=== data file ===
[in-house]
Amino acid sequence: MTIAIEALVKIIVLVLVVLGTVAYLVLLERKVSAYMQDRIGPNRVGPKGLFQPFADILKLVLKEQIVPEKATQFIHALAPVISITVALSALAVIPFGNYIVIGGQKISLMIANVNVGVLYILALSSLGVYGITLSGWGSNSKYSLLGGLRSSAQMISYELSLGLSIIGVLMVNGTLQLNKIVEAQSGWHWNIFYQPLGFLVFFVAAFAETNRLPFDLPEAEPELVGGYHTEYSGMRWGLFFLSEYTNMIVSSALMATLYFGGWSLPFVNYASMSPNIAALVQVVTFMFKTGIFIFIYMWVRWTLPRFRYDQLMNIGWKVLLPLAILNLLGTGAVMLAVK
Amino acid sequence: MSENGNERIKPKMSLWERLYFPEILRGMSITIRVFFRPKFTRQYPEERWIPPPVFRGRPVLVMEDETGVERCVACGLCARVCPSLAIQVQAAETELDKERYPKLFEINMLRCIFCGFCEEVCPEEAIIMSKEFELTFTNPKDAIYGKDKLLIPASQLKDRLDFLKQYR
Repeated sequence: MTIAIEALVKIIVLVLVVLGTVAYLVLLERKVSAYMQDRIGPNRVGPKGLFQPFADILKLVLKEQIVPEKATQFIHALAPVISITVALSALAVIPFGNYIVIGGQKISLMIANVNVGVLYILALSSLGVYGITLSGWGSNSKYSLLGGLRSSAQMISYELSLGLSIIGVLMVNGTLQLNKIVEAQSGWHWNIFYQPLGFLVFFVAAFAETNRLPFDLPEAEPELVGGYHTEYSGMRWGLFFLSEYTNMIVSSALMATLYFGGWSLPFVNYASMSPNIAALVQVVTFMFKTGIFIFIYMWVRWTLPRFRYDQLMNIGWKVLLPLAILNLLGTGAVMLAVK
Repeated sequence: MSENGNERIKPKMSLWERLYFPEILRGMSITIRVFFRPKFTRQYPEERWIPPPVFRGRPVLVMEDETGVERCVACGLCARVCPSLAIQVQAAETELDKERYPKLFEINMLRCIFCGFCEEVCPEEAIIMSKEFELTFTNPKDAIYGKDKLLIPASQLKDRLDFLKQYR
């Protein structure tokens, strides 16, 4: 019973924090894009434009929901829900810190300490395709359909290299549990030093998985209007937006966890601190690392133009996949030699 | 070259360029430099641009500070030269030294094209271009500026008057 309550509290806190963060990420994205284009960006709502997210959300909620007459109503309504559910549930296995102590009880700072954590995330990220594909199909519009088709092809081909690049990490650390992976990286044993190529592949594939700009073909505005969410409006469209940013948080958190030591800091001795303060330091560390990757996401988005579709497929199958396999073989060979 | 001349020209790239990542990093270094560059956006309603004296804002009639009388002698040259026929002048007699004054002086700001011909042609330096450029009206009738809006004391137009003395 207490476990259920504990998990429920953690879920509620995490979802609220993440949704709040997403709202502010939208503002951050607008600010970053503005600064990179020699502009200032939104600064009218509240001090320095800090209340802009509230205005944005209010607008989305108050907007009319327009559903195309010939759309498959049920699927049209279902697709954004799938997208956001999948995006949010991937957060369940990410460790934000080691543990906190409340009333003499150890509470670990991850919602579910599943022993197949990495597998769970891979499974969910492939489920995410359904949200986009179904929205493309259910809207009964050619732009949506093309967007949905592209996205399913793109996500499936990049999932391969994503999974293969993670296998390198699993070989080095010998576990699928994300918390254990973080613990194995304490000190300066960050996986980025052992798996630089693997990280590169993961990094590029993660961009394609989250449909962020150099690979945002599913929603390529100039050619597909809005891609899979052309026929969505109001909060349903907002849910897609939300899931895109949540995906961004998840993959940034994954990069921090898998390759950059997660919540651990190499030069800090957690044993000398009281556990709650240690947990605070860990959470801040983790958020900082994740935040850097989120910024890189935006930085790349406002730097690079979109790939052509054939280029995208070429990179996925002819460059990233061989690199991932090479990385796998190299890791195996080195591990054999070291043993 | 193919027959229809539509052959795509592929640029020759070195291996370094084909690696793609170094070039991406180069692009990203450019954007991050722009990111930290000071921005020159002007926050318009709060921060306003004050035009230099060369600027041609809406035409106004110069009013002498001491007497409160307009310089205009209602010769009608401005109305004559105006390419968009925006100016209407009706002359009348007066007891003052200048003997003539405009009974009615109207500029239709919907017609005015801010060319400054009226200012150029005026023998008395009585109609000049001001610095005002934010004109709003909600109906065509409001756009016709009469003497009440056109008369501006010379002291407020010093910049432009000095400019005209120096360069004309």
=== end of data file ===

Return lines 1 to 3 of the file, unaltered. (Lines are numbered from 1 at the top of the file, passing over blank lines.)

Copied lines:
[in-house]
Amino acid sequence: MTIAIEALVKIIVLVLVVLGTVAYLVLLERKVSAYMQDRIGPNRVGPKGLFQPFADILKLVLKEQIVPEKATQFIHALAPVISITVALSALAVIPFGNYIVIGGQKISLMIANVNVGVLYILALSSLGVYGITLSGWGSNSKYSLLGGLRSSAQMISYELSLGLSIIGVLMVNGTLQLNKIVEAQSGWHWNIFYQPLGFLVFFVAAFAETNRLPFDLPEAEPELVGGYHTEYSGMRWGLFFLSEYTNMIVSSALMATLYFGGWSLPFVNYASMSPNIAALVQVVTFMFKTGIFIFIYMWVRWTLPRFRYDQLMNIGWKVLLPLAILNLLGTGAVMLAVK
Amino acid sequence: MSENGNERIKPKMSLWERLYFPEILRGMSITIRVFFRPKFTRQYPEERWIPPPVFRGRPVLVMEDETGVERCVACGLCARVCPSLAIQVQAAETELDKERYPKLFEINMLRCIFCGFCEEVCPEEAIIMSKEFELTFTNPKDAIYGKDKLLIPASQLKDRLDFLKQYR